Monday, June 28, 1999 Published at 19:00 GMT 20:00 UK
Adverts to ease passport chaos
A backlog of 530,000 applications
A £500,000 advertising campaign is to be used to help ease the crisis at the UK's passport offices.
The announcement followed talks between the Public and Commercial Services Union and Home Office Minister Mike O'Brien on Monday.
The Passport Agency has a backlog of 530,000 applications - half of them for tourists expecting to travel in August and September.
The average waiting time for passports, according to the unions, is now more than seven weeks, compared to a target time of two weeks.
The problem is partially due to a new law requiring children to have separate passports which has led to a larger-than-expected rise in applications.
The introduction of a new computer system at two of its offices has not helped either.
A union spokesman said the meeting between their national officer for passports, Frank Campbell, and Mr O'Brien had been "very helpful".
High profile campaign
The spokesman said: "He was very sympathetic to the points we were making and said he would discuss them with management.
"He is committed to high profile advertising to passport applicants to let them know what's going on, which should deal with the queues at passport offices, by letting them know that if they are travelling further in advance, they don't need to come and queue."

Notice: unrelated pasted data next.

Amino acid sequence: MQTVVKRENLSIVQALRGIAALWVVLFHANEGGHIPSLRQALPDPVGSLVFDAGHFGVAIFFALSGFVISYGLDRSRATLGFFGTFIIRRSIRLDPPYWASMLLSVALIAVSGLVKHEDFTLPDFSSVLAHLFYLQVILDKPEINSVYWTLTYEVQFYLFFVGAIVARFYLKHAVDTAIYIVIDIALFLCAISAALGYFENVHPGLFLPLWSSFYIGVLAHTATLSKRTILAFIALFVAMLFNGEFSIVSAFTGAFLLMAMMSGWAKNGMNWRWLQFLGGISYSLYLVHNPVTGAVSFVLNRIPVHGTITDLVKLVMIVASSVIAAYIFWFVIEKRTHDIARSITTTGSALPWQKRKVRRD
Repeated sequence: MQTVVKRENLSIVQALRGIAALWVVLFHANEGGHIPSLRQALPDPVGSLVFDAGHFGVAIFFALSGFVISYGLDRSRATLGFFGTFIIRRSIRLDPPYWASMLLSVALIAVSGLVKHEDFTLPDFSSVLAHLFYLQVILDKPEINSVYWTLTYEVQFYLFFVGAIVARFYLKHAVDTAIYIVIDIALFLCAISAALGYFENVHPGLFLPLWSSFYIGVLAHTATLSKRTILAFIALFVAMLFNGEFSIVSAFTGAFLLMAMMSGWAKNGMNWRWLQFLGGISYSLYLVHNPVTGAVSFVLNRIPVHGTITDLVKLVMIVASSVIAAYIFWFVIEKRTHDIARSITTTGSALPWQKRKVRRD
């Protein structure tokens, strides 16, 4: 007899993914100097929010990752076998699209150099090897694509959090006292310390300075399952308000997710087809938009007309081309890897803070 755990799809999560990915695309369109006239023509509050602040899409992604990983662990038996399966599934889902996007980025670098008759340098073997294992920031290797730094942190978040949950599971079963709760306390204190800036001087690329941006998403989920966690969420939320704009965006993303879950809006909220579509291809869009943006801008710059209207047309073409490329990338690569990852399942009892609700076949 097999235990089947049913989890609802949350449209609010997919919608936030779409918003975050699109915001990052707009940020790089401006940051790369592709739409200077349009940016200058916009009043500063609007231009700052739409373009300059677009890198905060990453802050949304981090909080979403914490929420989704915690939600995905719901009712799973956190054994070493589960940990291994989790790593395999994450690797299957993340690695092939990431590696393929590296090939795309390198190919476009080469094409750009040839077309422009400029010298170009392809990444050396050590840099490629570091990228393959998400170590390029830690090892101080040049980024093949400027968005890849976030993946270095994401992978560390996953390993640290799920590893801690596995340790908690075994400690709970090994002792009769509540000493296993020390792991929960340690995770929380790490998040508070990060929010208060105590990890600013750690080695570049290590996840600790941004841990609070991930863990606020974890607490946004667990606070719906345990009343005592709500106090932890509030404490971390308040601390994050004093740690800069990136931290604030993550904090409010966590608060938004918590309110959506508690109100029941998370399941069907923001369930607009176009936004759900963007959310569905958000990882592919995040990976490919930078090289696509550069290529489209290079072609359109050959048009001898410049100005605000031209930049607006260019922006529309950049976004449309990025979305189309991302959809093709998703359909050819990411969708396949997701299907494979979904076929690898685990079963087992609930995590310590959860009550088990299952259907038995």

Only 183 extensions had been granted previously in the last three years in emergency cases.
Loss of income
Mr O'Brien said the two-year extensions were likely to cost the Passport Agency over £1m in lost income, but he said this would be recouped in two years.
The Passport Agency and the Home Office have promised compensation payments to people who miss their holidays because of the delays but the cost will be met from the fees paid by other travellers.
An extra 300 new staff have been taken on to cope with the backlog as the agency attempts to process twice as many passport applications as this time last year.
But queues in Glasgow, Liverpool and London remained hundreds deep on Monday as people attempted to get their passports ahead of their holidays.
Call for seven day-week
There has been criticism that passport offices are not open seven days a week.
Union joint general secretary Barry Reamsbottom said: "The staff at the Passport Agency are already working every evening and every weekend.
"Opening the public counters at weekends would drag staff away from dealing with the backlog and just make the queues worse."
The agency has said it has already processed 2.4 million passports so far this year, with just 50 holiday dates missed.
MPs will discuss the government's handling of the situation in an opposition day debate on Tuesday.
Shadow Home Secretary Ann Widdecombe said: "We will watch with interest to see what impact Mr O'Briens's proposed advertising campaign has, but must question why it has taken so long for the government to realise that they had a crisis on their hands."